‘Lost’ Art At Stony Brook Southampton Hospital May Be Auctioned Off

The art in the store room. COURTESY KAMINSKI AUCTIONS

A “trove” of art in a store room at Stony Brook Southampton Hospital was not so much recently discovered as it was, well, revisited.

A story this past weekend in the New York Post startled some in the local art community, and suggested the stashed collection could be worth hundreds of thousands of dollars. That prompted some to fear the hospital was planning on selling off a portion of its broad and valuable collection of original work by celebrated artists like Willem de Kooning, Elaine de Kooning, Robert Gwathmey, Robert Dash and others.

The truth is the hospital administration was aware of the relatively small group of paintings, prints and wood sculptures, and their location; and most pieces were valued in the hundreds, not thousands, of dollars — the exceptions being a signed stone lithograph by Willem de Kooning, a lithograph by Alexander Calder, and a portfolio created to benefit the hospital in 1982.

“You mean the trove of art that’s worth millions,” laughed Barbara Jo Howard, the hospital’s director of marketing, when asked about the artwork, reported by the Post to have recently been uncovered when hospital staff were looking for additional space due to pressure from the COVID-19 pandemic.

It’s not, she said: not worth millions, and not recently discovered.

But the ultimate disposition of all that art, which is now at an auction house in Massachusetts, is still debatable. While the auctioneer believes he has a contract to sell them off, the hospital is saying: not so fast.

Much of the hospital’s collection, including some of the roughly 120 pieces that were the subject of the Post story, is the result of the efforts of the late Elaine Benson, who for many years operated her eponymous gallery on Main Street in Bridgehampton and did most of the hospital’s public relations. She was the link between the hospital and the artists who donated the work and, said her daughter, Kimberly Goff, always felt the hospital and its visitors deserved to have a collection of the region’s great art to enjoy.

“She would work at the hospital from 8 to noon,” said Ms. Goff in an interview this week. “Then she would go to the gallery from noon to six. She never explained how she got from Southampton to Bridgehampton in one minute,” she laughed.

Willem de Kooning in his studio in 1983. courtesy roy nicholson

When Ms. Goff heard that so much art was found in a store room, propped up against boxes, she admits to being upset. She was also concerned that, according to the Post story, the hospital was planning on auctioning off about 120 pieces.

“The deal was, between the hospital and the artists and my mother, they were never supposed to be sold,” said Ms. Goff. “That’s why the artists were willing to make the donations.”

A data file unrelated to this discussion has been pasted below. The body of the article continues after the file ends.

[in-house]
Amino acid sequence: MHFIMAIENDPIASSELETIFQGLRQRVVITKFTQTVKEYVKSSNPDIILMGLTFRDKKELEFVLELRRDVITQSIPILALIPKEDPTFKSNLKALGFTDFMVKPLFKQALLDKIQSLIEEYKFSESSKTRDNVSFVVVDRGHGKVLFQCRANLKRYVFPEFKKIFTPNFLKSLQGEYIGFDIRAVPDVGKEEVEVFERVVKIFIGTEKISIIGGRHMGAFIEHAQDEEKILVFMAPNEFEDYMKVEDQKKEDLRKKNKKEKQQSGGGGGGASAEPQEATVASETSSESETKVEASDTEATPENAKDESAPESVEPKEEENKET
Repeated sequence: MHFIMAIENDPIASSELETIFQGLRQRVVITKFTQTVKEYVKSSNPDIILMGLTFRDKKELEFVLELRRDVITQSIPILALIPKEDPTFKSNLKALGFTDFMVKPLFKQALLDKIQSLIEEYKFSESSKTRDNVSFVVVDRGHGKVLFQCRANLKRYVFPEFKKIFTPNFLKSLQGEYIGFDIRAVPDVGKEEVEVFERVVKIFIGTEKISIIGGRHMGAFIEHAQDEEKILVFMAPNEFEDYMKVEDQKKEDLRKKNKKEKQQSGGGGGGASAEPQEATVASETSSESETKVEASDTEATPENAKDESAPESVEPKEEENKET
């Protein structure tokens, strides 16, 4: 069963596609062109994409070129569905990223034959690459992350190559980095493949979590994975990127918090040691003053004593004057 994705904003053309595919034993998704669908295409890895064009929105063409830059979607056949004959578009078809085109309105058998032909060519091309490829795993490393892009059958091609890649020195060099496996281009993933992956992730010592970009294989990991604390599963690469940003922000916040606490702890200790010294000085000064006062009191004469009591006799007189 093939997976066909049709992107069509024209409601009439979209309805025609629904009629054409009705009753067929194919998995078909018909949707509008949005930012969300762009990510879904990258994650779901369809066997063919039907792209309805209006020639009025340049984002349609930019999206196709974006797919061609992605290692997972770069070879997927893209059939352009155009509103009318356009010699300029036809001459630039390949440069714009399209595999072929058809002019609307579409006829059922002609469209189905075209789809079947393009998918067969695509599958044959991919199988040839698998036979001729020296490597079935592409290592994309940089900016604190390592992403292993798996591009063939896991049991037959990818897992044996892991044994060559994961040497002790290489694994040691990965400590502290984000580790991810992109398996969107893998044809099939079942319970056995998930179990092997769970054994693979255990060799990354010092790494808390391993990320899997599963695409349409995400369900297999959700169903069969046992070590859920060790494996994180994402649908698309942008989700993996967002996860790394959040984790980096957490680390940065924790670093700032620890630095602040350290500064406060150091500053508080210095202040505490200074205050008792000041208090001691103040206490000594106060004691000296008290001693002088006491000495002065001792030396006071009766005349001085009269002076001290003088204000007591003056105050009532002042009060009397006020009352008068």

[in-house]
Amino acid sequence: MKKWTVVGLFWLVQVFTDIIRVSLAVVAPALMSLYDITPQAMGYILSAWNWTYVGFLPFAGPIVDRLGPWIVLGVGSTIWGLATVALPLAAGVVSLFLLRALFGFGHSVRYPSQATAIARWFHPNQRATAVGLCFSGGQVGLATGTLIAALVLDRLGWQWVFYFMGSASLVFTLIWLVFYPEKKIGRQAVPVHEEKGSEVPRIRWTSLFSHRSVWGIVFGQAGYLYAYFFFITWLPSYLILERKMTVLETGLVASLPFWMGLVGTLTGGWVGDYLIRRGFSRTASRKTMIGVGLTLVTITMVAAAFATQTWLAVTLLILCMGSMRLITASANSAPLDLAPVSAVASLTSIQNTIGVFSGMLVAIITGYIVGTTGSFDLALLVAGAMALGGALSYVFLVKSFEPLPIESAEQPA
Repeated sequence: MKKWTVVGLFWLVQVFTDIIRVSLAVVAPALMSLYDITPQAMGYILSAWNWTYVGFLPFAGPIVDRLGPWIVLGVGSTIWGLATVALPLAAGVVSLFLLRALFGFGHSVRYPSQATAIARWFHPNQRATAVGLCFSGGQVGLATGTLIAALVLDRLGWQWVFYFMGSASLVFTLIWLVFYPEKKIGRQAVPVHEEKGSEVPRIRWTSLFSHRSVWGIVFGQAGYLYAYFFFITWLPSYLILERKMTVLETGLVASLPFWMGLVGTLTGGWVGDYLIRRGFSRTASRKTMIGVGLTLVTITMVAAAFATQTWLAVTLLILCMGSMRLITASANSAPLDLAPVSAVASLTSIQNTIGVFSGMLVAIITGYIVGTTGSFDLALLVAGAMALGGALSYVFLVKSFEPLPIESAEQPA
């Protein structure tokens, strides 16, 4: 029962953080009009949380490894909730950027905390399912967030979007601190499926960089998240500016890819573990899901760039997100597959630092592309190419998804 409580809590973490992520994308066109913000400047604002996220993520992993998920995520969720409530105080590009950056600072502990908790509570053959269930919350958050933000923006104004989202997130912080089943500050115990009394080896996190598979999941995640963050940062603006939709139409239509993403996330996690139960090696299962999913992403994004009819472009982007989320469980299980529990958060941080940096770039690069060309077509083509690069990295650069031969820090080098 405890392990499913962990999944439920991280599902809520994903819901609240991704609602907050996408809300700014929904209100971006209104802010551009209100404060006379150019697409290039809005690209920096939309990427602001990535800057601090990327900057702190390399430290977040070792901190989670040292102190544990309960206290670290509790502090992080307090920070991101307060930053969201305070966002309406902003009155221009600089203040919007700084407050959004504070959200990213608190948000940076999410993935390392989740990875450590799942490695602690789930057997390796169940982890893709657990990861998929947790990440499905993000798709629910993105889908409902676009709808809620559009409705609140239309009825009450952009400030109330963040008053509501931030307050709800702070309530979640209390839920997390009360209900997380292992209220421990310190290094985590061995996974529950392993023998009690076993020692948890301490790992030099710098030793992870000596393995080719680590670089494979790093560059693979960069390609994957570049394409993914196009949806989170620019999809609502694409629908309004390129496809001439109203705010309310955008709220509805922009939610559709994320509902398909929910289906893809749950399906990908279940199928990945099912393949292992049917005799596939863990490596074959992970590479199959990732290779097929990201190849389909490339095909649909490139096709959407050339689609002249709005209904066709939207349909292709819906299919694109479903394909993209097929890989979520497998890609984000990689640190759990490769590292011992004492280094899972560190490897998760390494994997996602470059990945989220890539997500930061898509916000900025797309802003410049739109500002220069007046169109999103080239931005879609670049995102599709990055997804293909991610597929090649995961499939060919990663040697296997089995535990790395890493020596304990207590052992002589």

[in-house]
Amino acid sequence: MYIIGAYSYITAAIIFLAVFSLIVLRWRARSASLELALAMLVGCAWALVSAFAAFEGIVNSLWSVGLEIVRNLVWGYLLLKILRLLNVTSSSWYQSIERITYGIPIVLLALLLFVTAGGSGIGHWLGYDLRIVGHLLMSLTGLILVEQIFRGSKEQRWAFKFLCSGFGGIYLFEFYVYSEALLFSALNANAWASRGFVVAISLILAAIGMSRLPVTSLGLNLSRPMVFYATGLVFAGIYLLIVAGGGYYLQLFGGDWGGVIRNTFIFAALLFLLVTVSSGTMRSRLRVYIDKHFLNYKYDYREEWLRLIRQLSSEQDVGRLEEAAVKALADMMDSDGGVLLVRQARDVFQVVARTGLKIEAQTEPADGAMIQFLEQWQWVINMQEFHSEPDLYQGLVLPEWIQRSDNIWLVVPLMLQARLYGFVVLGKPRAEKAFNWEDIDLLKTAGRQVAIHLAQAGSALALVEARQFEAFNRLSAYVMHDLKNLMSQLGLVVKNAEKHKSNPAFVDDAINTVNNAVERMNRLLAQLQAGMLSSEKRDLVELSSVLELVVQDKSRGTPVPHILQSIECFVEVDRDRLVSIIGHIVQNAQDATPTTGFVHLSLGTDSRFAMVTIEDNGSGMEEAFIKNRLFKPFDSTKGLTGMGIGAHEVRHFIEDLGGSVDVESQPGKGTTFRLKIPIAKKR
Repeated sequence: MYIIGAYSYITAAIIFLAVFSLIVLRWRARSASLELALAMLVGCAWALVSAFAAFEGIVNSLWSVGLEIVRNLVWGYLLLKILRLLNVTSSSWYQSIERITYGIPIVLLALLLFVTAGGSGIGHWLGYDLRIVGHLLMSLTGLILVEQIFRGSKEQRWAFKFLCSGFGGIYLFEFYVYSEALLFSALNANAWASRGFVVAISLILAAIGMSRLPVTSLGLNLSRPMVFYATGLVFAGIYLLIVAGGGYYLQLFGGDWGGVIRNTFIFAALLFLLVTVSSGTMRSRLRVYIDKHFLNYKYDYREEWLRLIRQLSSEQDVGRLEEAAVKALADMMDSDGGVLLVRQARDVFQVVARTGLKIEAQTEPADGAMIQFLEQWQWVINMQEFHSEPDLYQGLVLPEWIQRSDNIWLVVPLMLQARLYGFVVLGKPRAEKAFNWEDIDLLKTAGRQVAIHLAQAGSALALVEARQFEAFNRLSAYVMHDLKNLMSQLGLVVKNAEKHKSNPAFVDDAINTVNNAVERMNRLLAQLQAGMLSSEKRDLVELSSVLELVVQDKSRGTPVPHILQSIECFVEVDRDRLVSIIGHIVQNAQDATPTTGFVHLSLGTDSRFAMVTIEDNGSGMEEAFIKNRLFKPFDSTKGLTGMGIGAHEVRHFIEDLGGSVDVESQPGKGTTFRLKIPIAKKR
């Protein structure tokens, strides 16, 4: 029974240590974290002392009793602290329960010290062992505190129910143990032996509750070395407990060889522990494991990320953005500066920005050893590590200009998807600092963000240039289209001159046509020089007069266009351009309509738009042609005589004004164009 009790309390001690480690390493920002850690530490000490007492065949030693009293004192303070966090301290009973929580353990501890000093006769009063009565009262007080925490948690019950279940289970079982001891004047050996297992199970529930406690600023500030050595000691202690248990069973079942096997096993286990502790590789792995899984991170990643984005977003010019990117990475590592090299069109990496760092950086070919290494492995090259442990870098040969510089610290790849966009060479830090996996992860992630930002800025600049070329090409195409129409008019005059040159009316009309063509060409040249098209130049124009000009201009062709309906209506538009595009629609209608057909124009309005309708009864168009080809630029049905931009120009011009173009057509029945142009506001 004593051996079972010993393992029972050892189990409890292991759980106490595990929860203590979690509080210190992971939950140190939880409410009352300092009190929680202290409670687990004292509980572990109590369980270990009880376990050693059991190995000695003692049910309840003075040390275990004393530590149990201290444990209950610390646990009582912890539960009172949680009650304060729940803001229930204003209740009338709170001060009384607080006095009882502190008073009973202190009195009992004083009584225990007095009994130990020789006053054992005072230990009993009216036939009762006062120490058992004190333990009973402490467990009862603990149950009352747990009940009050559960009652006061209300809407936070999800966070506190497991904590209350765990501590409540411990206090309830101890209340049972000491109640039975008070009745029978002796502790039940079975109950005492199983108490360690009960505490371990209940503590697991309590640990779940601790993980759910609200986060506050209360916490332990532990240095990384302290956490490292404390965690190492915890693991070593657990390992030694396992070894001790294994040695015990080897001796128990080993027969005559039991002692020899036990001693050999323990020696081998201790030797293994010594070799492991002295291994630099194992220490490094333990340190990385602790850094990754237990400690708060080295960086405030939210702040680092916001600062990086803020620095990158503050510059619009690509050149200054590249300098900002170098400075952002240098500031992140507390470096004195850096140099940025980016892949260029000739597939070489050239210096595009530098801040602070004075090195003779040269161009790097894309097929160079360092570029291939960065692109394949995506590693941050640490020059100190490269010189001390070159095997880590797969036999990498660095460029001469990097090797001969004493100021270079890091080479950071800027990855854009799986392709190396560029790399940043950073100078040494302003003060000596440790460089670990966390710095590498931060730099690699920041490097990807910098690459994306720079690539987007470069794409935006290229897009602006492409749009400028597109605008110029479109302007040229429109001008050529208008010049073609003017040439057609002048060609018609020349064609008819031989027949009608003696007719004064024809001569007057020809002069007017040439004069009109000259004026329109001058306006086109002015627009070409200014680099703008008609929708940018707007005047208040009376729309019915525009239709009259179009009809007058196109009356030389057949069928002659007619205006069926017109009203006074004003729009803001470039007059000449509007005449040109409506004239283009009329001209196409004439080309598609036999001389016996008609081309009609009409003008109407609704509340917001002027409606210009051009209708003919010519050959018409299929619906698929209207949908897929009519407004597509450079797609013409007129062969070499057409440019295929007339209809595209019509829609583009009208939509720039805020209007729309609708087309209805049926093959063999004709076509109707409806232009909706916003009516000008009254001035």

But she may be relieved to learn that most of the art in the store room is not exactly the “A” list items her mother helped the hospital secure. Nor, added Ms. Howard, is the hospital planning on selling or auctioning any of the work.

The possible exception is woodblocks by artist Rose deRose, which the hospital has contemplated auctioning as a shared benefit with the Southampton Historical Museums and Research Center.

“I think the story is the result of over enthusiasm on the part of the auction house,” said Ms. Howard on Tuesday. She added that the hospital presently has no intention to sell the artwork, nor do they have a contract with the auction house, Kaminski Auctions of Massachusetts.

Frank Kaminski differs on that point, and claims he has had a couple of conversations with the hospital’s chief administrative officer, Robert Chaloner, who indicated that the art was to be auctioned. Mr. Chaloner disagrees on that account.

Ms. Howard also downplayed the value of the pieces, which the Post article hinted could be worth up to $1 million. Referencing a list of the 120 pieces, Ms. Howard said only one, a stone lithograph by Willem de Kooning, stood out, with a value of about $2,000 to $3,000. The rest, she said, were valued in the low to mid hundreds of dollars. Mr. Kaminski generally agrees, although he said a Calder lithograph could bring $3,000.

And then there is the portfolio.

The portfolio is a collection of original stone lithographs, the de Koonings included, created in 1982 by many of the East End’s most famous artists working with master printmaker Dan Welden at his Noyac studio.

The portfolio, which was also the brainchild of Ms. Benson, features the work of 10 artists — Dan Flavin, James Brooks, Paul Davis among those listed above — who each worked individually with Mr. Welden.

In each case, the artist would visit Mr. Welden’s studio, create an original work on the lithographer’s stone, then hand pull unique pieces. The exceptions were Mr. and Mrs. de Kooning, in whose case Mr. Welden brought the stone to the artists’ studio in Springs, and Mr. Flavin, who insisted on working in nature.

“Bill’s piece originally had two eyes in it,” said Mr. Welden. “When he saw a proof, he realized he didn’t like it.” And, imitating Mr. de Kooning’s Dutch accent, said, “Can you remove the eyes, Dan.” Which Mr. Welden did.